Feedback
Science

Warming planet could spawn bigger, badder thunderstorms

File photo of thunderstorm in Chicago
In this file photo, lightning strikes the Willis Tower (formerly Sears Tower) in downtown Chicago on June 12, 2013. Scott Olson

As the Earth continues to warm during this century, atmospheric conditions ripe for severe thunderstorms and tornadoes will increase in the U.S., according to a new study. 

Given the amount of damage caused by the straight-line winds, golf-ball-sized hail or flash floods associated with any given severe thunderstorm, understanding whether they will increase in frequency or intensity on a warming planet is a key question in climate science.

Answering it, however, has "been a bit of a conundrum," lead author Noah Diffenbaugh, an associate professor of earth science at Stanford University, told NBC News. That's because the two main atmospheric ingredients for thunderstorm activity are expected to change in contradictory ways.

One ingredient that climate change theory suggests will become more abundant is known as the convective available potential energy, or CAPE, that is created as the air in the low atmosphere warms. Warm air rises, carrying with it moisture to higher altitudes.

The second ingredient is to transform into a severe thunderstorm, CAPE must also interact with strong vertical wind shear, which is essentially the change of wind speed with height. Theoretically, vertical wind shear is expected to diminish as the planet warms. 

While prior studies have indicated that the increasing CAPE is the stronger signal, thus leading to more thunderstorms, "expectations of decreasing shear continue to create uncertainty," Diffenbaugh and colleagues note today in the Proceedings of the National Academy of Sciences

Theory holds up
He and Martin Scherer, also at Stanford, and Robert Trapp at Purdue University in Indiana, used a suite of global climate model experiments to examine the atmospheric conditions present over the U.S. each day in boxes that were roughly 60 miles on each side. Prior studies have used just one model run.

"We find in fact the theoretical predictions hold up, meaning there is increasing CAPE with global warming and there is decreasing shear," Diffenbaugh said. "But what's new is we found that the decreases in mean shear are most concentrated on days that have low CAPE."

In other words, when CAPE is high, vertical wind shear is more likely to be high as well, which means "the total frequency of occurrence of severe thunderstorm environments actually increases as a result of global warming."

The team also took a stab at connecting the dots between global warming and twisters that "occur in a subset of severe thunderstorms," noted Diffenbaugh, even though the atmospheric dynamics that produce tornadoes are too complex to resolve in the climate models used in the new study.

The models "do show an increase in the occurrence of the combination of high CAPE and high low-level shear which has been identified as a potential indicator of tornadic storms," Diffenbaugh said. "But it is important to keep in mind that we are not resolving tornadoes."

The biggest increase in the conditions conducive for severe thunderstorms occurs in the spring season and the greatest agreement among the models studied is also found during the spring, the researchers note.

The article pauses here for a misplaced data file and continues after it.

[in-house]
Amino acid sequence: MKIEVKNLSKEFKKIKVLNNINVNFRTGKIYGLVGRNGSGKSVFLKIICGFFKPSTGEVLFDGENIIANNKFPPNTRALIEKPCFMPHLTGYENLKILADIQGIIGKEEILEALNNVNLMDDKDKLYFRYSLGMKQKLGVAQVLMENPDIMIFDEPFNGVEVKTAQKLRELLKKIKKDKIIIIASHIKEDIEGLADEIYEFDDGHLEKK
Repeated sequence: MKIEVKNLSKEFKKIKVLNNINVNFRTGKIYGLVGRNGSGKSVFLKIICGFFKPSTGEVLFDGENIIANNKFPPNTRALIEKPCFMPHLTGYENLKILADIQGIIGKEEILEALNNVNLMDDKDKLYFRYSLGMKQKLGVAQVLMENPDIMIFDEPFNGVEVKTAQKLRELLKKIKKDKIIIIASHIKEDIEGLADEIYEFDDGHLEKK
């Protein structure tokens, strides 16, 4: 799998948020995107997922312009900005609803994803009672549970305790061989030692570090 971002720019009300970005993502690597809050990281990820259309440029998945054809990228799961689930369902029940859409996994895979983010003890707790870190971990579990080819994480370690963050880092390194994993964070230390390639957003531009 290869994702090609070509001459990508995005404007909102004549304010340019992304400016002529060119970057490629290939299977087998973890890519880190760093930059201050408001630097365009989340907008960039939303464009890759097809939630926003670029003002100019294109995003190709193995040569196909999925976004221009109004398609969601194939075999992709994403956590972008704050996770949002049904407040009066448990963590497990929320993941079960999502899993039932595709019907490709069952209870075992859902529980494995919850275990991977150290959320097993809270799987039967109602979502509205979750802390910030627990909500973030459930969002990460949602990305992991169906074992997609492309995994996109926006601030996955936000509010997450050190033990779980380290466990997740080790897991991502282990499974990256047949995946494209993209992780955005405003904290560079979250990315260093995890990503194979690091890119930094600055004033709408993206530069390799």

"The really interesting science result is that (the increase thunderstorm conditions) ties into that one season," Harold Brooks, a meteorologist and expert on climate change and severe storms at the National Oceanic and Atmospheric Administration's National Severe Storms Laboratory in Norman, Okla., told NBC News. 

Prior research may have missed the springtime uptick in storm conditions because they looked at the whole year instead of seasons, added Brooks, who was not involved with the new research.

Will the storms form?
One caveat, Brooks noted, is that even though the conditions conducive for severe thunderstorms increase in the spring as the climate warms, "there may be a lot of these environments in which a storm just never forms."

Other research, he said, has overestimated the frequency of thunderstorms in southern Texas, which is one of the regions the new study indicates will see a surge in springtime thunderstorm activity, simply because the storms never appeared even though conditions were ripe.

"If you could ever get a storm to develop in that environment, it would be a violent severe storm," Brooks said. "Things just don't initiate."

Another issue, he added, is placing the 25 to 30 percent increase in thunderstorm conditions predicted by the new research into context with natural variability, which can swing wildly. He noted that in the past three years, records were set for the most and fewest tornadoes in a 12 month period.

"How well do the models capture that current level of variability?" he said. "And then, what is the future level of variability? Does it change or does it stay the same."

Brooks as well as Diffenbaugh's team aim to dig further into these questions. One more area of potential concern from the new study, Brooks added, is the apparent decrease in summertime thunderstorm activity over the central U.S.

"The existence of severe storms in the central part of North America is tied heavily to where people live," he noted. "Because if you get severe storms, the one thing you get out of them is rain and people live where enough rain exists to grow crops."

Should summertime thunderstorm activity drop as indicated by the models, the nation's breadbasket could be dealing with more drought.

John Roach is a contributing writer for NBC News. To learn more about him, visit his website